| Quote #1
[I]f I'd behaved sensibly, nothing more would have happened, everything else would have been nipped in the bud. (2.5)
K. believes that if he'd stuck to common sense (i.e., just ignored the court and all its weirdness), life would have quickly reverted back to normal. Instead, the court makes him self-conscious to the point where he questions everything that he does.
| Quote #2
In [the written defense], he would offer a brief overview of his life, and for each event of any particular importance, explain why he had acted as he did, whether in his present judgment this course of action deserved approval or censure, and what reasons he could advance for the one or the other. (7.2)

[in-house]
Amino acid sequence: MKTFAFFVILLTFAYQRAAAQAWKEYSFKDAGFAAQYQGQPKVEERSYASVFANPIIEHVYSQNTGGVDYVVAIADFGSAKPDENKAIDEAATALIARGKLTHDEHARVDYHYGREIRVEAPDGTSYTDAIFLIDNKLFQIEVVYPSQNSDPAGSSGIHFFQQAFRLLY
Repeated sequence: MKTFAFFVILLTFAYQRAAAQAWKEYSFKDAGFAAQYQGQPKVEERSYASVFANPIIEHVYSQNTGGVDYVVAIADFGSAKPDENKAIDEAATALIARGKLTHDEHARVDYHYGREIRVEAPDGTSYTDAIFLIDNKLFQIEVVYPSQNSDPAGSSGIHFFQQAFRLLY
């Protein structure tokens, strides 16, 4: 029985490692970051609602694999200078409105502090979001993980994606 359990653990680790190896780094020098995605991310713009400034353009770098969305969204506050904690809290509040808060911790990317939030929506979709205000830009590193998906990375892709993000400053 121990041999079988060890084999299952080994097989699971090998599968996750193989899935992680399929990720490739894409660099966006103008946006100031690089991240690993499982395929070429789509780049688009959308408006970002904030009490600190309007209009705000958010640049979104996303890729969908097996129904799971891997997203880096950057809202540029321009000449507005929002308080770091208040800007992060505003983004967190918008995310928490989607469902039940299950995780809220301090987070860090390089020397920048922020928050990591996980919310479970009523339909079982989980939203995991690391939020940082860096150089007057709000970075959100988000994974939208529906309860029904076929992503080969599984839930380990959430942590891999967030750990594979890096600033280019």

Since K. doesn't know what he's on trial for, he's forced to defend everything he's ever done. This defense is actually an autobiography, where K. must interpret and justify his actions to the court. Writing the defense is also a process whereby K. can attempt to figure out what exactly he's on trial for.
| Quote #3
In the end K., who was now simply glancing mechanically back and forth during the conversation, began to fall prey to his earlier fatigue and at one point to his horror caught himself, just in time fortunately, starting to rise absentmindedly, turn around, and leave. (9.2)
As K. gets better at interpreting the world of the court, he gets worse at interpreting everyday conversations, as he loses track of this particular conversation.